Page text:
This past week I saw an inspiring news story about the success of a downtown business district in a small community in the St. Louis, Mo. area.  Only two retail spaces were vacant in this small town.  That’s in sharp contrast to many small town main streets with boarded up buildings and a ghost town appearance.

The secret to this community’s success is collaboration.  There is a strong small business network and the businesses all work together to help each other succeed.  Instead of competing against each other, they cross-promote each other.  They host special events in each other’s locations.  Most importantly, they support each other in every way.

Starting and growing a small business is difficult. In addition to the day-to-day challenges of building a business, the sluggish economy is taking its toll.  Far too many small firms are struggling to keep the doors open.  Sadly, most of the businesses I talk with admit that they’re having a tough time.

Aristotle wrote, “The whole is greater than the sum of its parts.”  In other words, we’re stronger together than we are as independent business owners.  When we work together toward the common good of building our business communities, the results exceed anything we could achieve on our own.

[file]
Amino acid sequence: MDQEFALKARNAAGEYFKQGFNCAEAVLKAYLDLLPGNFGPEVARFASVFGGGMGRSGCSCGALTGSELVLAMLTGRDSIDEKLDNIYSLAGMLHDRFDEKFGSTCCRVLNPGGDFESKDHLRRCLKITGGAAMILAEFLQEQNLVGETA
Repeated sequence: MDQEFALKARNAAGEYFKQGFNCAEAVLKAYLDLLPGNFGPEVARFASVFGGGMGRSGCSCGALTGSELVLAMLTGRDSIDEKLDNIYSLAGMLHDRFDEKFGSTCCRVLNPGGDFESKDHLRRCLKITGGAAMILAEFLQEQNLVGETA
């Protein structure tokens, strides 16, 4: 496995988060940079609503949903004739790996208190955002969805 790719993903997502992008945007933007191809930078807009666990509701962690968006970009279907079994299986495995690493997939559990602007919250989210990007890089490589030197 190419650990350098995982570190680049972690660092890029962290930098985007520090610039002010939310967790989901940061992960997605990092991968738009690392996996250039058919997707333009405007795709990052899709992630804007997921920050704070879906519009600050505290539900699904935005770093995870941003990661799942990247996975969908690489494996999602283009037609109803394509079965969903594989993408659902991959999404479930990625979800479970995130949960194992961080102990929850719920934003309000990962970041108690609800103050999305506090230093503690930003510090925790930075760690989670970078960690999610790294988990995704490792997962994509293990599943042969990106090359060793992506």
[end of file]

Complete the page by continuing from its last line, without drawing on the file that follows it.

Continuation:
Operating a small business can be an isolating, lonely experience.  You juggle myriad responsibilities from marketing, accounting, human resources, even janitorial.  Imagine how much more successful you could be if you had a team of other business owners with which to collaborate.

Take a look at your local business community. How supportive is it? Consider taking the lead in building a collaborative business network in your area.  Look for ways to promote each other.  Host a special event to attract new customers and clients to your area.  Become a marketing cheerleader for each other.

In addition to marketing and promotional activities, establish a resource-sharing network, and be willing to lend a hand to a fellow business owner who needs assistance.  Decades ago, communities came together to help a local farmer build his barn. In the same way, small businesses should collaborate to help each other build their businesses.

To find a local small business network in your area, check out the local chamber directory on the U.S. Chamber of Commerce website.

Collaboration, not competition, is key to small business success. How so you see small businesses in your area working together to build mutual success?

 

Susan Wilson Solovic is an award-winning entrepreneur and journalist, author of three best-selling books, multi-media personality and contributor to ABC News and other outlets, public speaker and attorney. AT&T has sponsored this blog post.